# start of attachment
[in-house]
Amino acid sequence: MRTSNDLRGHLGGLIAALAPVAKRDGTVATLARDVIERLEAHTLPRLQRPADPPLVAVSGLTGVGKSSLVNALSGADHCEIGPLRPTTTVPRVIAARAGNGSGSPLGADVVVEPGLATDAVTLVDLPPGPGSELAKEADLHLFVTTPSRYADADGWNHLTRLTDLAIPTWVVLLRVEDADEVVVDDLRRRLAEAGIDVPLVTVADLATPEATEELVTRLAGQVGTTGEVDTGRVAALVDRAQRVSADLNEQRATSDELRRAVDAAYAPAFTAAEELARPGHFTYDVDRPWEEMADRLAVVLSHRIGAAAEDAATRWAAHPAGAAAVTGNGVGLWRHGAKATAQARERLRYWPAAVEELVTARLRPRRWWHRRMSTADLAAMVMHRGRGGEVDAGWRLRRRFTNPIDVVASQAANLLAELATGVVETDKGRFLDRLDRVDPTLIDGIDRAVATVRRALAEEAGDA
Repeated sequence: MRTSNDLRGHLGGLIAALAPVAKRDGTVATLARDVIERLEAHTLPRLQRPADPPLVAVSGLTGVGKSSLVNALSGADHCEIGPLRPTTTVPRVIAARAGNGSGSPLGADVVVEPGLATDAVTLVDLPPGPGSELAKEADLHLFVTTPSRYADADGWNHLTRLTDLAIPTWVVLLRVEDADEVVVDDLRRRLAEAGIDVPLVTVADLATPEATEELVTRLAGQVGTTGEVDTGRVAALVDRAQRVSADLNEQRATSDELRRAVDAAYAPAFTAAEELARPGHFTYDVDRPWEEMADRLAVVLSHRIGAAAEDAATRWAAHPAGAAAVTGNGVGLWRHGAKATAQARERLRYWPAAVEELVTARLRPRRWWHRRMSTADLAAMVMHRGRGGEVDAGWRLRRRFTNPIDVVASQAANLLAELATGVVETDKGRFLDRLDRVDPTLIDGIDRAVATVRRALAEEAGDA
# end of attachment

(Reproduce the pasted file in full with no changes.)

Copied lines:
[in-house]
Amino acid sequence: MRTSNDLRGHLGGLIAALAPVAKRDGTVATLARDVIERLEAHTLPRLQRPADPPLVAVSGLTGVGKSSLVNALSGADHCEIGPLRPTTTVPRVIAARAGNGSGSPLGADVVVEPGLATDAVTLVDLPPGPGSELAKEADLHLFVTTPSRYADADGWNHLTRLTDLAIPTWVVLLRVEDADEVVVDDLRRRLAEAGIDVPLVTVADLATPEATEELVTRLAGQVGTTGEVDTGRVAALVDRAQRVSADLNEQRATSDELRRAVDAAYAPAFTAAEELARPGHFTYDVDRPWEEMADRLAVVLSHRIGAAAEDAATRWAAHPAGAAAVTGNGVGLWRHGAKATAQARERLRYWPAAVEELVTARLRPRRWWHRRMSTADLAAMVMHRGRGGEVDAGWRLRRRFTNPIDVVASQAANLLAELATGVVETDKGRFLDRLDRVDPTLIDGIDRAVATVRRALAEEAGDA
Repeated sequence: MRTSNDLRGHLGGLIAALAPVAKRDGTVATLARDVIERLEAHTLPRLQRPADPPLVAVSGLTGVGKSSLVNALSGADHCEIGPLRPTTTVPRVIAARAGNGSGSPLGADVVVEPGLATDAVTLVDLPPGPGSELAKEADLHLFVTTPSRYADADGWNHLTRLTDLAIPTWVVLLRVEDADEVVVDDLRRRLAEAGIDVPLVTVADLATPEATEELVTRLAGQVGTTGEVDTGRVAALVDRAQRVSADLNEQRATSDELRRAVDAAYAPAFTAAEELARPGHFTYDVDRPWEEMADRLAVVLSHRIGAAAEDAATRWAAHPAGAAAVTGNGVGLWRHGAKATAQARERLRYWPAAVEELVTARLRPRRWWHRRMSTADLAAMVMHRGRGGEVDAGWRLRRRFTNPIDVVASQAANLLAELATGVVETDKGRFLDRLDRVDPTLIDGIDRAVATVRRALAEEAGDA